A: Stranger things and all that, but it is unlikely Griffin's muscular striking style will prove to be much of an issue for Silva, who practices Muay Thai like it's his religion. If this becomes a kickboxing match, Griffin will find himself with lots of time to learn what brand and wattage of bulb the house lights use.
But if he can bully Silva into the fence and force the middleweight champion into wasting energy in scrambles, carrying Griffin's weight, he might find himself on the proper end of a decision. Silva is not a small 185-pound athlete, but Griffin -- who actually has seen a scale hit 250 pounds more than once in his life -- is more mechanically dense. Size matters.
A: For a promotion still struggling to adopt an identity even after UFC parent company Zuffa ran off with it, Faber was as good as the flannel-wearing guy who hawks Brawny paper towels: marketable, talented and dominant. Then Mike Brown happened.
While a solid ratings attraction for the Versus network, the WEC has yet to find itself in a position to begin a premium pay-television attack. Its focus on lighter-weight fighters has led to lighter-weight attention. Riding a 17-fight winning streak and able to corral the Spanish-language market, Torres -- who fights Brian Bowles on Sunday -- will either take over Faber's responsibilities as figurehead or cement the idea that the general public just doesn't care about the small guys.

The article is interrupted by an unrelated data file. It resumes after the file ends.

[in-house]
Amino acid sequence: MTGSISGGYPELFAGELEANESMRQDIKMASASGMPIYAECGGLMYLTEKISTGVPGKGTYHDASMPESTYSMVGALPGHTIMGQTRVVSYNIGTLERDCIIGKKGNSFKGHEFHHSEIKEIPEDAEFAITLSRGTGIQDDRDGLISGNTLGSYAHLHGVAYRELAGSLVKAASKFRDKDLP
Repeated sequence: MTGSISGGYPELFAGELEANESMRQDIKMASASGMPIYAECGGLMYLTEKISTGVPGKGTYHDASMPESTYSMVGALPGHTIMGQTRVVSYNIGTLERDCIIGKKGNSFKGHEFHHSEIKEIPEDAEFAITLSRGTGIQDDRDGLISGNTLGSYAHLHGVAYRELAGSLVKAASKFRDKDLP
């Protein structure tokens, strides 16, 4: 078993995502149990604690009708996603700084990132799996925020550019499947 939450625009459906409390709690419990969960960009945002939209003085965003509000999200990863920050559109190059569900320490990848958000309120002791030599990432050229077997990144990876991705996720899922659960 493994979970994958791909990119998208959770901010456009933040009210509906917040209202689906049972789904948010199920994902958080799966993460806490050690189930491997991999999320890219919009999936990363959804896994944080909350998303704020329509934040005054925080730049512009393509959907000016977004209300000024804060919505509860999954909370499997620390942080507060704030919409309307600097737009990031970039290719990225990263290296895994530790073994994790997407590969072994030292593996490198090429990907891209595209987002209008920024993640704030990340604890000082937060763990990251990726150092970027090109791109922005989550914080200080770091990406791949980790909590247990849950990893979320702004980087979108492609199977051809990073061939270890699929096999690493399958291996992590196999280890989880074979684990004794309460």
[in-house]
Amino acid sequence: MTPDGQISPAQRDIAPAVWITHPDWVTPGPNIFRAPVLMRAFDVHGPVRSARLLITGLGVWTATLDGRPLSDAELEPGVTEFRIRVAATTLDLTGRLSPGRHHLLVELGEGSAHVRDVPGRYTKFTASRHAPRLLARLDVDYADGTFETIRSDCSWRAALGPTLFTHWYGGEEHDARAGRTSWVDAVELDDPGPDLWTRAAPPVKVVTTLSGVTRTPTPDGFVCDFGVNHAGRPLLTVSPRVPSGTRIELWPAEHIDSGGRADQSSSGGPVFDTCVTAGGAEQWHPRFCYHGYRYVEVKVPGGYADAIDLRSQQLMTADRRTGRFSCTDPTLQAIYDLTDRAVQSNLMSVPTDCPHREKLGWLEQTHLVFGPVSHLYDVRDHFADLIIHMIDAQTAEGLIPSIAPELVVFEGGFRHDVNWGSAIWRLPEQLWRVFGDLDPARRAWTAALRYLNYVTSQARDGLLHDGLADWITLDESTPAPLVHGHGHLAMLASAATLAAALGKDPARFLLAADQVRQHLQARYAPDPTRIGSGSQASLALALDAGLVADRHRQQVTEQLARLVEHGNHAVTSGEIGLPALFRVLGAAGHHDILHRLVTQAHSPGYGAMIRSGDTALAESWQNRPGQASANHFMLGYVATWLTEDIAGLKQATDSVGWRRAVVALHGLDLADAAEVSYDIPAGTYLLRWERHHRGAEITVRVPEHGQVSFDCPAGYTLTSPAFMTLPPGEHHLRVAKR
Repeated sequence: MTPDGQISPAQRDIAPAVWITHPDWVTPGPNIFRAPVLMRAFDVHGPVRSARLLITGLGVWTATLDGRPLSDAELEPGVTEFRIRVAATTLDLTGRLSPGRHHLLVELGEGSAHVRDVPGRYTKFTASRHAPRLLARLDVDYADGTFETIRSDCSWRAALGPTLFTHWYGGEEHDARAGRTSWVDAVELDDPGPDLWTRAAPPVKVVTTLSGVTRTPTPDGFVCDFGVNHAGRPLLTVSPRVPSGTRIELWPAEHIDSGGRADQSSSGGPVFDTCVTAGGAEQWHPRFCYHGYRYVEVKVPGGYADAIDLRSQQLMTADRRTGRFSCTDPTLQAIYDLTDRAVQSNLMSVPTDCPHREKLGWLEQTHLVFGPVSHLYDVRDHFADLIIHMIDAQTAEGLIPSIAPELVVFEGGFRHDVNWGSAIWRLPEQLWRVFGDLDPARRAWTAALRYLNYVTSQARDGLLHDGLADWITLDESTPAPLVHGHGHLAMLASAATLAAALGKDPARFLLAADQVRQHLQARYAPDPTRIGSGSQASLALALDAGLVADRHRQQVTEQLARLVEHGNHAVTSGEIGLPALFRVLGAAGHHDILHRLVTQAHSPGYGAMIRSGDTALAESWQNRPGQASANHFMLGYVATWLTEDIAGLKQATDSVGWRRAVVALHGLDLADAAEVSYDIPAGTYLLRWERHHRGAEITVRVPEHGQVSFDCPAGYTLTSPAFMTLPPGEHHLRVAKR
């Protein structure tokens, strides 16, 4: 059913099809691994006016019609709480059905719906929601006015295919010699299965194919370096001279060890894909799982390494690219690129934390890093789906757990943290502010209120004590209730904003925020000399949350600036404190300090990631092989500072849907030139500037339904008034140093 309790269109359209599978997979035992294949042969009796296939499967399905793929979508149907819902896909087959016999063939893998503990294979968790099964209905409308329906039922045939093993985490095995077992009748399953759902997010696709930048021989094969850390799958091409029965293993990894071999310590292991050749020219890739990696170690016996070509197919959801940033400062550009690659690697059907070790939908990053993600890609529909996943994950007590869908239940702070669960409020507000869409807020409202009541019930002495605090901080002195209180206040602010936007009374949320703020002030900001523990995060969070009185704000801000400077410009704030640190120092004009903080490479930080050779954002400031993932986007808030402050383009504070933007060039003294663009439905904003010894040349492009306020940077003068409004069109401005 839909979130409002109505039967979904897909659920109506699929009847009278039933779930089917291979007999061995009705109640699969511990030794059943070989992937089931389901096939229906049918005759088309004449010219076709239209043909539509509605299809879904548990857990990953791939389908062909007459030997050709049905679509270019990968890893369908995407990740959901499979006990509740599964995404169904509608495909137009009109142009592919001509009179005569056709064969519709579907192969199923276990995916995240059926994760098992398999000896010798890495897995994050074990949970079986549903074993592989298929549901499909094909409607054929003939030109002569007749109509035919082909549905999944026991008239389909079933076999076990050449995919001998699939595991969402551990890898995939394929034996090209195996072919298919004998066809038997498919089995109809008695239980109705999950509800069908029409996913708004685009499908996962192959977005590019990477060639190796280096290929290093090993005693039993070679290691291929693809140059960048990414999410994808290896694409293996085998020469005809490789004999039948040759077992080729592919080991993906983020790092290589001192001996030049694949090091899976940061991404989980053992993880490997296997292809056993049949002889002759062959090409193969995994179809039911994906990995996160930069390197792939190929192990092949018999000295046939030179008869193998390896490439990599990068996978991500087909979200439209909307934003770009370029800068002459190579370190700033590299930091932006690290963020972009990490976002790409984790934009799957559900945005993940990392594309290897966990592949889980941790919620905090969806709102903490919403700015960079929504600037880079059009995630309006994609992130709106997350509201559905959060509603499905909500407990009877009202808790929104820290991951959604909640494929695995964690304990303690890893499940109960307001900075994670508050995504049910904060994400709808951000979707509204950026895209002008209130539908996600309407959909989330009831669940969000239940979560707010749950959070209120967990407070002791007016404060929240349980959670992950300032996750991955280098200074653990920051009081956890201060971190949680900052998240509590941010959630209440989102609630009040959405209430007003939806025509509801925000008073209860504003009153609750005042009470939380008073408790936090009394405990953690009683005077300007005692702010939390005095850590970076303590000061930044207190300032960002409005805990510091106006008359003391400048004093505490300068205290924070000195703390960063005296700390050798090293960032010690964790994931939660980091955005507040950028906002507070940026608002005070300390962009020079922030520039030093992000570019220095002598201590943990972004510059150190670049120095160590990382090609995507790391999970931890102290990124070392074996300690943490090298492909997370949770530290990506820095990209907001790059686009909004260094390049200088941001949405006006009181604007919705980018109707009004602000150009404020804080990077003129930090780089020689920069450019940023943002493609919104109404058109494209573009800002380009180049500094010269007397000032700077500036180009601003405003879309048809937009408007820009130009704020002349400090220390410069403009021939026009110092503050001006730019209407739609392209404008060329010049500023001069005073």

Q: Will UFC 100's record business offer residual success?
A: Per Dave Meltzer's Wrestling Observer, the pay-television take of July 11's UFC 100 event might be in the neighborhood of 1.7 million buys. If true, it would incinerate previous totals and prompt both boxing and professional wrestling to begin staring sheepishly at their loafers.
What we should find out with the eventual business results of UFC 101 is whether a percentage of customers who had never purchased a UFC event prior to the anniversary show want to stick around. If this card is able to pull off an impressive number despite a lack of high-caliber drawing power, Dana White's proposition of global domination will seem increasingly less far-fetched.
Q: Can Javier Vazquez become a 145-pound threat -- again?
A: Celebrated for gutting out a 2003 war against Alberto Crane after tearing his ACL early in the fight, Vazquez left fighting because of too much pain and too little reward. A 2009 comeback hasn't made up for much; opponent Din Thomas dropped out of a June show, and in July, Vazquez got a call telling him a bout with LC Davis was scrapped, along with Affliction's entire promotional franchise.
Now the WEC has picked up the Vazquez-Davis fight intact, and talk inevitably will turn toward whether the jiu-jitsu expert has the tools to pose a threat to that promotion's deep 145-pound division.